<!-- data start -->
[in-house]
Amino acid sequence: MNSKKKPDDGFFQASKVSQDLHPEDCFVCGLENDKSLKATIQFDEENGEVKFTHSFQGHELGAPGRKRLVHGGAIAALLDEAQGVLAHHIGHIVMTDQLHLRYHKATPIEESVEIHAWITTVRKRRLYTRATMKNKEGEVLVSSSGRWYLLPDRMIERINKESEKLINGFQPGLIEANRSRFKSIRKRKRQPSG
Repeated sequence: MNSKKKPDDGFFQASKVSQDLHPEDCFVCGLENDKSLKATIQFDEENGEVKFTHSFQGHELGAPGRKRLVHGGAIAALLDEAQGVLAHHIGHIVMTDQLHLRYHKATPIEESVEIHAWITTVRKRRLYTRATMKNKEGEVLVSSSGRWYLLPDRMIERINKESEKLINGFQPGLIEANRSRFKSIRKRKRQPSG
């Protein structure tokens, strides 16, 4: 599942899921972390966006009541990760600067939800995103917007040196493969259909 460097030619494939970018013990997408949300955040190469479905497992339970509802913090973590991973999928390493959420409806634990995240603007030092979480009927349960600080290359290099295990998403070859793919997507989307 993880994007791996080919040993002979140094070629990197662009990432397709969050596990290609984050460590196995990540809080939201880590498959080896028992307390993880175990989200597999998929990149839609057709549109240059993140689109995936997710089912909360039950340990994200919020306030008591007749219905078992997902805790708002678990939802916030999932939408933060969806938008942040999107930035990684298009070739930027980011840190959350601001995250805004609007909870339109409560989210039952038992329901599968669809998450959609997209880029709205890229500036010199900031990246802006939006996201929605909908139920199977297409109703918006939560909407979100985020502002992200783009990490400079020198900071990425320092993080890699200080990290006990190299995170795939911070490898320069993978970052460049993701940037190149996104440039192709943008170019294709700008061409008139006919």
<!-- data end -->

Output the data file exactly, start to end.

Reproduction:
[in-house]
Amino acid sequence: MNSKKKPDDGFFQASKVSQDLHPEDCFVCGLENDKSLKATIQFDEENGEVKFTHSFQGHELGAPGRKRLVHGGAIAALLDEAQGVLAHHIGHIVMTDQLHLRYHKATPIEESVEIHAWITTVRKRRLYTRATMKNKEGEVLVSSSGRWYLLPDRMIERINKESEKLINGFQPGLIEANRSRFKSIRKRKRQPSG
Repeated sequence: MNSKKKPDDGFFQASKVSQDLHPEDCFVCGLENDKSLKATIQFDEENGEVKFTHSFQGHELGAPGRKRLVHGGAIAALLDEAQGVLAHHIGHIVMTDQLHLRYHKATPIEESVEIHAWITTVRKRRLYTRATMKNKEGEVLVSSSGRWYLLPDRMIERINKESEKLINGFQPGLIEANRSRFKSIRKRKRQPSG
């Protein structure tokens, strides 16, 4: 599942899921972390966006009541990760600067939800995103917007040196493969259909 460097030619494939970018013990997408949300955040190469479905497992339970509802913090973590991973999928390493959420409806634990995240603007030092979480009927349960600080290359290099295990998403070859793919997507989307 993880994007791996080919040993002979140094070629990197662009990432397709969050596990290609984050460590196995990540809080939201880590498959080896028992307390993880175990989200597999998929990149839609057709549109240059993140689109995936997710089912909360039950340990994200919020306030008591007749219905078992997902805790708002678990939802916030999932939408933060969806938008942040999107930035990684298009070739930027980011840190959350601001995250805004609007909870339109409560989210039952038992329901599968669809998450959609997209880029709205890229500036010199900031990246802006939006996201929605909908139920199977297409109703918006939560909407979100985020502002992200783009990490400079020198900071990425320092993080890699200080990290006990190299995170795939911070490898320069993978970052460049993701940037190149996104440039192709943008170019294709700008061409008139006919």